For the past 50 years, local advertising has relied on the same formula: place ads in the Yellow Pages and local media outlets (TV, radio and print), and hope for the best.
But in the past three years we have seen a significant shift in local marketing efforts. Marketers have been effectively reaching consumers through daily deals and localized online search through Google, Yelp, and others. While access to the Internet has dramatically changed how people find and purchase deals, reaching consumers through mobile devices is the obvious next step. The industry’s challenge is: who is going to bring together all necessary components that will make localized mobile marketing a mainstream success?
If you’re still in denial that mobile is going to transform localized marketing, consider this: there are 7 billion people on Earth. 5.1 billion own a cell phone, while 4.2 billion own a toothbrush, according to the Mobile Marketing Association. That said, I think we can all agree that mobile advertising is still in its infancy. Until consumers start receiving relevant mobile ads, developers and publishers will fail to monetize mobile.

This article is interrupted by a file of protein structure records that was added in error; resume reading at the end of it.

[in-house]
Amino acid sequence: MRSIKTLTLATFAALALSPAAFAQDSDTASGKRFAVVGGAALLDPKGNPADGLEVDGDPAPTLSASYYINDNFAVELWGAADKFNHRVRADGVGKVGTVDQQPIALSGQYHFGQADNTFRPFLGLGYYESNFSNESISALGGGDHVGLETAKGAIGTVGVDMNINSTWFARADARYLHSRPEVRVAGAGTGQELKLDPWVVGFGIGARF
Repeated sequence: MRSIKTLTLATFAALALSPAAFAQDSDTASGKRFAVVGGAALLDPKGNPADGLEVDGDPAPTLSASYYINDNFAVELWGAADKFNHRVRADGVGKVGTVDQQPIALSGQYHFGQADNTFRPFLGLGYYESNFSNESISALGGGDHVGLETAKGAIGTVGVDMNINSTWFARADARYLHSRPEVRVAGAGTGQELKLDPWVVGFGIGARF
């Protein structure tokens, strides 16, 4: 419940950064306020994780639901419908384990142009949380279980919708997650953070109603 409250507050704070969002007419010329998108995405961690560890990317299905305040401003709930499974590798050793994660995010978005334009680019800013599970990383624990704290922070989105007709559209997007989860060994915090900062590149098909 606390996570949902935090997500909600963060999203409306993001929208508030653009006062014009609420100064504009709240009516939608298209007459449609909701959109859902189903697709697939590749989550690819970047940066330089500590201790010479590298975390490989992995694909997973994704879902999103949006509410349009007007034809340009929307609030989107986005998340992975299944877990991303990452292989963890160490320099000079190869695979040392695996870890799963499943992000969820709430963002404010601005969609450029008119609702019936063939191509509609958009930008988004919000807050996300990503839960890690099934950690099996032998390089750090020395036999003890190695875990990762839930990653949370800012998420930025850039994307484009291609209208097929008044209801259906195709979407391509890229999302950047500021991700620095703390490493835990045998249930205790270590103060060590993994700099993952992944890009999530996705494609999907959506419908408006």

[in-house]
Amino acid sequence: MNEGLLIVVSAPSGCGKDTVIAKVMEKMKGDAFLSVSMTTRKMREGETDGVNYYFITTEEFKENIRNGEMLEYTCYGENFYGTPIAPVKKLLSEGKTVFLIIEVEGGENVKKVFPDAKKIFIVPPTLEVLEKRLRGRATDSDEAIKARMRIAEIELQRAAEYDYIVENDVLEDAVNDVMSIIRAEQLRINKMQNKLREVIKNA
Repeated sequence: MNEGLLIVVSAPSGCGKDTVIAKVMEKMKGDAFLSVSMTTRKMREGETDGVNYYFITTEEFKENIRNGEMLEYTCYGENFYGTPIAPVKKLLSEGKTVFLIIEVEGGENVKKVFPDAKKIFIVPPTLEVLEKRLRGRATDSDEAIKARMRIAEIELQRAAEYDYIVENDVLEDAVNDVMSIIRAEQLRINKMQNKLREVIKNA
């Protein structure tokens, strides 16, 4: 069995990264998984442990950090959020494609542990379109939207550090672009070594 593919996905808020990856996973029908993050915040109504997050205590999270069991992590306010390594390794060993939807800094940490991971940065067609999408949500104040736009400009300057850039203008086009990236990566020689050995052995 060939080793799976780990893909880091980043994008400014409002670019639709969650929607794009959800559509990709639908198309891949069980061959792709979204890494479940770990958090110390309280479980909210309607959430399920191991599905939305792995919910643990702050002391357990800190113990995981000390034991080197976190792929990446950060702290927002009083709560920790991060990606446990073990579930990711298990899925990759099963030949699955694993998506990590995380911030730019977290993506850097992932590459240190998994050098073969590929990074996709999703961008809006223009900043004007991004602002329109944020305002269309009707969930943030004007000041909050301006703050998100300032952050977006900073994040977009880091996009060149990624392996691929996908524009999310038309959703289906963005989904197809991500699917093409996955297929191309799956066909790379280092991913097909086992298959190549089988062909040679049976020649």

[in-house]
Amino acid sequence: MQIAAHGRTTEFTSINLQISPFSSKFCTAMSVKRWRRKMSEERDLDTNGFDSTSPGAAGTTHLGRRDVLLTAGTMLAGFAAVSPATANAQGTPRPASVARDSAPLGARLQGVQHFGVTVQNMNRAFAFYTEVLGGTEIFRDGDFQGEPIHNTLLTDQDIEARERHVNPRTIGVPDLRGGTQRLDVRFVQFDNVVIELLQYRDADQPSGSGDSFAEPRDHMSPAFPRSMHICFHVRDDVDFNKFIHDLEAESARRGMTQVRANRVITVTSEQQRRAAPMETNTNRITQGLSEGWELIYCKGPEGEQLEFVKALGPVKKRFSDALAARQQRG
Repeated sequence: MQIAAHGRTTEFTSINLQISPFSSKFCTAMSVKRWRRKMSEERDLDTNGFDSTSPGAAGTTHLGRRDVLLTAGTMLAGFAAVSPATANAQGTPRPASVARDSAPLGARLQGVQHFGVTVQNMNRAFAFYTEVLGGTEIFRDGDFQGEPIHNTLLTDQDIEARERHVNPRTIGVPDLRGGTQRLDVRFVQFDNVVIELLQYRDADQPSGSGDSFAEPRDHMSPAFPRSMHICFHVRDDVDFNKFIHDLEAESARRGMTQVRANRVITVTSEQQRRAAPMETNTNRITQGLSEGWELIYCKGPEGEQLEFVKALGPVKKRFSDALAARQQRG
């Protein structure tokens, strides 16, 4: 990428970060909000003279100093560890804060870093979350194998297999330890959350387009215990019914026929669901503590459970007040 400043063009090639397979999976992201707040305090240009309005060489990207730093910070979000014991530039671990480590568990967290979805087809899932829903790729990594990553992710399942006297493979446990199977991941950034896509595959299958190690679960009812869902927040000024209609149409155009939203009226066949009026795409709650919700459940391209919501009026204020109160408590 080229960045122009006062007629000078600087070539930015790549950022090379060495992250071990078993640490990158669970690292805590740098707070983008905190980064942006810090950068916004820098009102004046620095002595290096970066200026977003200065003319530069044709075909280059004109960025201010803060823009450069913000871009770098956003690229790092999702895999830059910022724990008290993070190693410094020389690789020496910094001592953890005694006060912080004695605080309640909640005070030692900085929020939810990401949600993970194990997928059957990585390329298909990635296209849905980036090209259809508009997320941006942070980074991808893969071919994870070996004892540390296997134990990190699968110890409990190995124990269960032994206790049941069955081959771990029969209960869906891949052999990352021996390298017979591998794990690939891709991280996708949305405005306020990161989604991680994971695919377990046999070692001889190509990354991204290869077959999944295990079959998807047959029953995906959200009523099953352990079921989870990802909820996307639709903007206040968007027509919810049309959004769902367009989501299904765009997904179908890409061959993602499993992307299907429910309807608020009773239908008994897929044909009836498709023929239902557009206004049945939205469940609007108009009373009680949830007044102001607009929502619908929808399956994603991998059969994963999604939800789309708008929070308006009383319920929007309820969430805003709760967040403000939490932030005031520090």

The challenge lies in delivering ads that resonate with the consumer. Typically, marketers in any medium base their targeting efforts on latent intents, such as behavior and lifestyle information. Once the mobile marketer can overcome this challenge and deliver truly relevant messages, the next step is to ease the mobile purchasing process. This last point is important — getting commerce to happen on mobile devices will give merchants a huge incentive to participate in mobile marketing. Online marketing was similarly fueled, ultimately, by the ease of transacting online.
Over the past 12 months, a number of large technology companies have put together some of the components that would accelerate local marketing in mobile. The company that can check all the components off the list will achieve “pole position” and generate substantial revenue from local advertising. The critical components include:
1. A local salesforce and/or a set of relationships with local merchants
2. A distribution system for putting deals and offers in the hands of mobile consumers
3. A method for finding which offers are relevant to each consumer
4. A trusted payment mechanism that allows consumers to purchase on-the-spot in one-or-two clicks
By using mobile-location data and predictive analytics, advertisers can reach users with deals based upon where they work, live and socialize. If you live down the street from a Foot Locker and you’re in the market for new sneakers, aren’t you more likely to take advantage of the retailers 50 percent off deal? Finally, if a relevant ad is delivered and the transaction can be completed in one-or-two clicks, mobile advertising will provide what local merchants are willing to pay for – real sales results.